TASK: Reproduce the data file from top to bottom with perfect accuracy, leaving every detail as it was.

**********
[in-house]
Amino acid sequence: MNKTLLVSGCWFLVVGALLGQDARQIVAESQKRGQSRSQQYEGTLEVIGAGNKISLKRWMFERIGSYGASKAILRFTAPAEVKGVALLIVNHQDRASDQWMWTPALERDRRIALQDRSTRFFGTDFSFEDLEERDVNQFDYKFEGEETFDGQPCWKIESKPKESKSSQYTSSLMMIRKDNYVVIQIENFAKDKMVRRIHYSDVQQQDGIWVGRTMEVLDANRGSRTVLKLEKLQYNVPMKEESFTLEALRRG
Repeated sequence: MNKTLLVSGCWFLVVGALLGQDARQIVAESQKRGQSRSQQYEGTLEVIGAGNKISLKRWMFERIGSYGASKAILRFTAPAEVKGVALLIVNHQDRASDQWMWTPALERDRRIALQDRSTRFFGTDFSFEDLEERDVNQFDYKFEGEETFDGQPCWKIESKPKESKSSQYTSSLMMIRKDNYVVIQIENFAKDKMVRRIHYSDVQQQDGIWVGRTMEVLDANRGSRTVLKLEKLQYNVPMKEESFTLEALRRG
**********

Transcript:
[in-house]
Amino acid sequence: MNKTLLVSGCWFLVVGALLGQDARQIVAESQKRGQSRSQQYEGTLEVIGAGNKISLKRWMFERIGSYGASKAILRFTAPAEVKGVALLIVNHQDRASDQWMWTPALERDRRIALQDRSTRFFGTDFSFEDLEERDVNQFDYKFEGEETFDGQPCWKIESKPKESKSSQYTSSLMMIRKDNYVVIQIENFAKDKMVRRIHYSDVQQQDGIWVGRTMEVLDANRGSRTVLKLEKLQYNVPMKEESFTLEALRRG
Repeated sequence: MNKTLLVSGCWFLVVGALLGQDARQIVAESQKRGQSRSQQYEGTLEVIGAGNKISLKRWMFERIGSYGASKAILRFTAPAEVKGVALLIVNHQDRASDQWMWTPALERDRRIALQDRSTRFFGTDFSFEDLEERDVNQFDYKFEGEETFDGQPCWKIESKPKESKSSQYTSSLMMIRKDNYVVIQIENFAKDKMVRRIHYSDVQQQDGIWVGRTMEVLDANRGSRTVLKLEKLQYNVPMKEESFTLEALRRG